No one system of morality is universal. But can we find a way to synchronize the world?
Educators believe the concept of right and wrong should be taught to children; yet, the concept itself has been challenged as to whose conception of right and wrong should be planted in the minds of the young. In this example, absolutists and relativist have been arguing the claim for choosing moral guidance. Could anyone (organisation or person) be entrusted as the arbitrator in morality? Is everyone meant to follow the same morals?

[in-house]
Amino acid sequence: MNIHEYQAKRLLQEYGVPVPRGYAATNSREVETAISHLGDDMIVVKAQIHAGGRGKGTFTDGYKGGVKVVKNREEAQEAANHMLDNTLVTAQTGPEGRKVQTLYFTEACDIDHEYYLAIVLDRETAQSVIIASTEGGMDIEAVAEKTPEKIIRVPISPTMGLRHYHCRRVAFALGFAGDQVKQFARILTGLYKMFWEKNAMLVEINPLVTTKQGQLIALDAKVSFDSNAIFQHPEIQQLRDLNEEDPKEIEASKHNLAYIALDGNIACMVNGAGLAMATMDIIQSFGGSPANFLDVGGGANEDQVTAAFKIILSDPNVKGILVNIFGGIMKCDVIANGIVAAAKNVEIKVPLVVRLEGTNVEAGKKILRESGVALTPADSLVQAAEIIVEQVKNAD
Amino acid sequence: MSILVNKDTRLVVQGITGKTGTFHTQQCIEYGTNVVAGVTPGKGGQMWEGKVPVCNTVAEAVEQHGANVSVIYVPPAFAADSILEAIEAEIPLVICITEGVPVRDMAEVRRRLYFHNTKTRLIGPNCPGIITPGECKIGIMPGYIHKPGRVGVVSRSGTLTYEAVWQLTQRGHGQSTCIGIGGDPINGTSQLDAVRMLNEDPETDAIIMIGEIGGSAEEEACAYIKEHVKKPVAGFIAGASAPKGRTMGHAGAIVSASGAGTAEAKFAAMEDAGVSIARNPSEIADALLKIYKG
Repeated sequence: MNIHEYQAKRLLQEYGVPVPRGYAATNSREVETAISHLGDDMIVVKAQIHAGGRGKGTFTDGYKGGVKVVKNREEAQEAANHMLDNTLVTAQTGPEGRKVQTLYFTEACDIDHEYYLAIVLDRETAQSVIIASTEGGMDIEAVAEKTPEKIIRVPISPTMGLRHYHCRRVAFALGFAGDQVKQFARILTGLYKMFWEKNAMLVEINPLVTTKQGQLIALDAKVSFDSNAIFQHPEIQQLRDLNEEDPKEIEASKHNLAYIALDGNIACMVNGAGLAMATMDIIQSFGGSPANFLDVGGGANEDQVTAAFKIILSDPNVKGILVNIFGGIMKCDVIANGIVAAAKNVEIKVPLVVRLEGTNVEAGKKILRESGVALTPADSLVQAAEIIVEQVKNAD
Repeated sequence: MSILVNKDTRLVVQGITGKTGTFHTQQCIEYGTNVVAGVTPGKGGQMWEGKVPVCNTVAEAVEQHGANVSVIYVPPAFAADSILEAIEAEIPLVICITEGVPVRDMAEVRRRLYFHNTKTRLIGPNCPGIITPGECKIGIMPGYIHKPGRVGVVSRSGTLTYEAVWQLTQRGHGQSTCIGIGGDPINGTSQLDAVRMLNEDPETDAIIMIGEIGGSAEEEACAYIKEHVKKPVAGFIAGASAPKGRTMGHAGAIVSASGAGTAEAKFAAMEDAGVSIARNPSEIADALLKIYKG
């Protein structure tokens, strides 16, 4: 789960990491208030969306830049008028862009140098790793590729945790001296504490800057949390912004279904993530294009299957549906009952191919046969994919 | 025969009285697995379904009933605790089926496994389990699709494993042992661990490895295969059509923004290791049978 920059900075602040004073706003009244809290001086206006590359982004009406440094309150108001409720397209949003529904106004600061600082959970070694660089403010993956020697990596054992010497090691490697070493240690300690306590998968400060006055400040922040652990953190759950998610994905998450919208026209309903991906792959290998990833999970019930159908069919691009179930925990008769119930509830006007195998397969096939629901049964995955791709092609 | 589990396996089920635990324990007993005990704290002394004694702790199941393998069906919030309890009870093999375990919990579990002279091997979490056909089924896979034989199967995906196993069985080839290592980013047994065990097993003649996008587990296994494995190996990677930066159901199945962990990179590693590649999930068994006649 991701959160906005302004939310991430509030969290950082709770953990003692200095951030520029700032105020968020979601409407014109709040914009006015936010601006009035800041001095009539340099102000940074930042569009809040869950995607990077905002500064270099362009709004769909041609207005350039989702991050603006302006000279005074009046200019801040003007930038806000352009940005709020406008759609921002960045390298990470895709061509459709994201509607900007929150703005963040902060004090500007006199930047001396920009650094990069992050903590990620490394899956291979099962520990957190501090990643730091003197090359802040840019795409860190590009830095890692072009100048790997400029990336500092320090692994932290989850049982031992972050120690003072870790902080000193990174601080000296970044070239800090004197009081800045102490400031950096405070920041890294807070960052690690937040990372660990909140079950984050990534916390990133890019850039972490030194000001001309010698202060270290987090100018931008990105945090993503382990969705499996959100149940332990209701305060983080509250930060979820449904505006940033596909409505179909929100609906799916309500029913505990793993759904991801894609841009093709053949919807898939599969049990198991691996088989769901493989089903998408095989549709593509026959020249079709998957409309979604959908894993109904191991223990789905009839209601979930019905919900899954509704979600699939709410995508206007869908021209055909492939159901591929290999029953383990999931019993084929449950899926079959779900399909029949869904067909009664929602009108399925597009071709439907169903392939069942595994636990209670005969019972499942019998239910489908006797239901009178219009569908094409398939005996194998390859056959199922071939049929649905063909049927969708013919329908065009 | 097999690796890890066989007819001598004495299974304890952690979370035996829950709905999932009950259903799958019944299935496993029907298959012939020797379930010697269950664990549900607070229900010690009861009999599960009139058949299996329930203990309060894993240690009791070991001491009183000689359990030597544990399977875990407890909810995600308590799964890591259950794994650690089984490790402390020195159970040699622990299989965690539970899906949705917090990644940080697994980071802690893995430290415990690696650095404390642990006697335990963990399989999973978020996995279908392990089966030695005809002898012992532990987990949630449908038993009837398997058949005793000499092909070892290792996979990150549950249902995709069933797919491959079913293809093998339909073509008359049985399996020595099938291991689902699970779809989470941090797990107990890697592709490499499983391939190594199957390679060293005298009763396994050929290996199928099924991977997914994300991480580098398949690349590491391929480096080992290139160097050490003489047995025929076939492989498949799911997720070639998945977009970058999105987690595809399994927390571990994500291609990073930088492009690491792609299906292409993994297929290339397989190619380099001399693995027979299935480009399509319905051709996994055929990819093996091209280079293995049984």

Ethical relativism is true per se – as no moral principles are valid for everyone. Anthropologists have made discoveries to back up the claim that different cultures have different practices and moral priorities and those which prevail in one does not necessarily have to be accepted in another. This argument tends to lean towards the descriptive explanation, where it is concluded that no one system of morality is universal; “what is believed to be morally good and bad differs from culture to culture” (Benn, 2006 p15) – meaning no system of moral is valid for everyone. Then, we have the normative side where codes of conduct could be assumed to be culturally determined. “Are certain things right for some cultures, but not for others – in the sense that the members of some cultures have certain obligations which members of other cultures do not have?” (Benn, 2006 p15) Ethical relativism, face another problem through other cynics who might claim that universal moral principles do exist. However, a major issue is raised here as the existence of such principles cannot be known; and the attempt to educate people morally comes across as an extreme act of arrogance when the educators would be people just as morally fallible as the rest.